Tablets in schools: What could go wrong?

Monday, October 14, 2013

Amazon (AMZN) said on Thursday that it had acquired TenMarks, a company that makes math apps that comply with standards for the Common Core curriculum, which has been adopted by a majority of U.S. states. TenMarks says its products are already in use at tens of thousands of schools. The deal allows Amazon to load up its Kindles with exclusive content. This will bolster its pitch as it elbows for space in the crowd of tech companies trying to get in on the educational-technology buying binge.

According to Interactive Data Corp. (IDC), the U.S. educational market for PCs and tablets is worth about $5 billion, with tablet sales to educational institutions doubling from 2011 to 2012. Taxpayer money is being set aside to fund many more purchases. As they shop around, school districts are going to approach this a lot like consumers: They’re going to buy the devices that have the best apps.

They’ll have choices. Apple (AAPL), which is also focused on selling to schools, said it sold 1.1 million iPads last quarter as part of its education initiative, making up 7.5 percent of overall sales for the period. Amplify, the educational arm of News Corp. (NWS), has started selling Android tablets loaded with its own educational content to school districts. The companies are landing lucrative deals by selling schools on the ability to tailor lessons to individual students, clever ways to update content automatically, and a general sheen of modernity. It seems inevitable that learning is going to look at lot different in the near future.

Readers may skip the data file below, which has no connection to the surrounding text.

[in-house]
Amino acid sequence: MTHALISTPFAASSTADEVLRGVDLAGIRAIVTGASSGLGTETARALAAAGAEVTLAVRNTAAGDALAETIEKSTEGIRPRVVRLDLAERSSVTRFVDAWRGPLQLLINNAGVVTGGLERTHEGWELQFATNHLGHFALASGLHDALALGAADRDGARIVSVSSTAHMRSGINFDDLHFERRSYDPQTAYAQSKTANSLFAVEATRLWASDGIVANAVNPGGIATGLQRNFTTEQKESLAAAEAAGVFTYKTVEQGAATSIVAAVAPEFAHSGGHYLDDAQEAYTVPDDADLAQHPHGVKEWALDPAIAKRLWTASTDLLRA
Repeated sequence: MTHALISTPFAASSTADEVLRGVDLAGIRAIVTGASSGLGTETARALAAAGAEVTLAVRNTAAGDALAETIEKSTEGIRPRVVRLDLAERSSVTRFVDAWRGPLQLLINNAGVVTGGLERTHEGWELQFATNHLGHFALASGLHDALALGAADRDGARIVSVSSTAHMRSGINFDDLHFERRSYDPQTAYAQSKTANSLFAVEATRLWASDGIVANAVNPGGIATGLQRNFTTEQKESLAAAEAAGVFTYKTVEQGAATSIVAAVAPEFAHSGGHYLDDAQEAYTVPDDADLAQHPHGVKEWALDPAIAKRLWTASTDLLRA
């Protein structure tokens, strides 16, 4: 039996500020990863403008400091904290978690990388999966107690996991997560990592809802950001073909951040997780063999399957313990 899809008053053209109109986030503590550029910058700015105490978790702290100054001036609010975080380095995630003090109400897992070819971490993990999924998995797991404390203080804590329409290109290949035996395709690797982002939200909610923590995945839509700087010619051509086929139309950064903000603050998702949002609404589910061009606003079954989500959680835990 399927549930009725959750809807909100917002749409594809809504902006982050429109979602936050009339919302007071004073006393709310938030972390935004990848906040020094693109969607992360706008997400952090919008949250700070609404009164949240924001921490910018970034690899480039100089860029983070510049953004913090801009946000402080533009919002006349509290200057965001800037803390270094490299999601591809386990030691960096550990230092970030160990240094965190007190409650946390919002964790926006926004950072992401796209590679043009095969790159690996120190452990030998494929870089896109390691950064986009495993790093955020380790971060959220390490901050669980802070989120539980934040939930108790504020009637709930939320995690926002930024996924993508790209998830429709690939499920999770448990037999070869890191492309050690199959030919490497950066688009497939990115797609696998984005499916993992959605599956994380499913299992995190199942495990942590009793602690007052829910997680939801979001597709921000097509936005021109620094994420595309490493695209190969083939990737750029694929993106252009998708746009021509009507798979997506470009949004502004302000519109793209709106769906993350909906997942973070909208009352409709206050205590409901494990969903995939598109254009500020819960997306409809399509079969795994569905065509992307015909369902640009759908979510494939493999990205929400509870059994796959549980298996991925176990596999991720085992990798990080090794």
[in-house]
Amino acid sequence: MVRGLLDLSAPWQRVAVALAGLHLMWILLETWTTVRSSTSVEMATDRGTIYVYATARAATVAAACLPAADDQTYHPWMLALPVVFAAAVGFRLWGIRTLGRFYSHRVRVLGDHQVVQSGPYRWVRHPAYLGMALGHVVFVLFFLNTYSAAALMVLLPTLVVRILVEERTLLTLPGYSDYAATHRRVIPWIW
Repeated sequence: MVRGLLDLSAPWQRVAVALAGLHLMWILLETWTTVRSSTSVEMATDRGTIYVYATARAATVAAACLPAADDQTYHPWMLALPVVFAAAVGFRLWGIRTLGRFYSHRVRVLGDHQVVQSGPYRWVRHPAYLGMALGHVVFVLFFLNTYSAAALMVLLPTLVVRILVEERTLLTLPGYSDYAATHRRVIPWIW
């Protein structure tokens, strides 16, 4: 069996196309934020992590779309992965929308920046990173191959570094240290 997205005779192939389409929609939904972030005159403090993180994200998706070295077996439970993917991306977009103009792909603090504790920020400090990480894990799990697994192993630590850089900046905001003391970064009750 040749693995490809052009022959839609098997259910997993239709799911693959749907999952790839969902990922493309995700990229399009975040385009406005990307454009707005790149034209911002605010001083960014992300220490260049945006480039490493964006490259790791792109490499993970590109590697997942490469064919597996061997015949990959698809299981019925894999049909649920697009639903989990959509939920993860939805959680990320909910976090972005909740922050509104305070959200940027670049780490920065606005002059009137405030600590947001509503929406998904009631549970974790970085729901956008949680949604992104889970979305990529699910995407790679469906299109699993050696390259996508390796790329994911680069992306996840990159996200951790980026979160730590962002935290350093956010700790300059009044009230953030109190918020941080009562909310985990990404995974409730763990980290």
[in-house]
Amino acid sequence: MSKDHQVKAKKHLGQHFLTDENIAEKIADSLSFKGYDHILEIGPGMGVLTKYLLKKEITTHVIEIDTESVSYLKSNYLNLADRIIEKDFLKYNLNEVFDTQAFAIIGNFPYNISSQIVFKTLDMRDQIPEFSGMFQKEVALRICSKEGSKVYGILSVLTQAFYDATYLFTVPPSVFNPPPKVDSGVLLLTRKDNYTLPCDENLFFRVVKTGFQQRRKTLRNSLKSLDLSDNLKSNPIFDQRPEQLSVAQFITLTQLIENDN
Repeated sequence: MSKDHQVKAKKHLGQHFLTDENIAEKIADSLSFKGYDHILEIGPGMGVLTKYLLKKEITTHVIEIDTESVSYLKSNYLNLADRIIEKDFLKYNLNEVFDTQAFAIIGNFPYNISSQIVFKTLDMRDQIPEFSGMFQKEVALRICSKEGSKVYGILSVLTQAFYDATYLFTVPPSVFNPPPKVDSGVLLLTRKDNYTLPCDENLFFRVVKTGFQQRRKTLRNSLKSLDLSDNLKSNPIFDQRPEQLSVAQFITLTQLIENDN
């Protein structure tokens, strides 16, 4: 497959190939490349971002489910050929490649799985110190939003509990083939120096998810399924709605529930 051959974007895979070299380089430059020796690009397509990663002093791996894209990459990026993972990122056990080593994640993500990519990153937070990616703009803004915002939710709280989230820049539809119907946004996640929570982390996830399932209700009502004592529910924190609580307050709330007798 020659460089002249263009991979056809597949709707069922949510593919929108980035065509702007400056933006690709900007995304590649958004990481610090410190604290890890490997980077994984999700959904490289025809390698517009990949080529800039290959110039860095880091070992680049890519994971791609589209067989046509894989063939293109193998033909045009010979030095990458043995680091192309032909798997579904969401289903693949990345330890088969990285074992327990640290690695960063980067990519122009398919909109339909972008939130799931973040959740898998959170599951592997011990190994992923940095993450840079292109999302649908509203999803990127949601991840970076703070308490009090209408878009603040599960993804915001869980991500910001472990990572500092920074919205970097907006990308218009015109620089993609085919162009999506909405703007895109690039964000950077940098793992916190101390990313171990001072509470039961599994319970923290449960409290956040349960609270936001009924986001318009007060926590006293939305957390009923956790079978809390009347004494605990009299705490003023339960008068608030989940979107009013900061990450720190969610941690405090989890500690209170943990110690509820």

Still, it’s already clear that this march towards a brave new world of education is going to be about as orderly as a fire drill for first graders. This school year is only weeks old, and the nation’s schoolchildren are already showing us what can go wrong.

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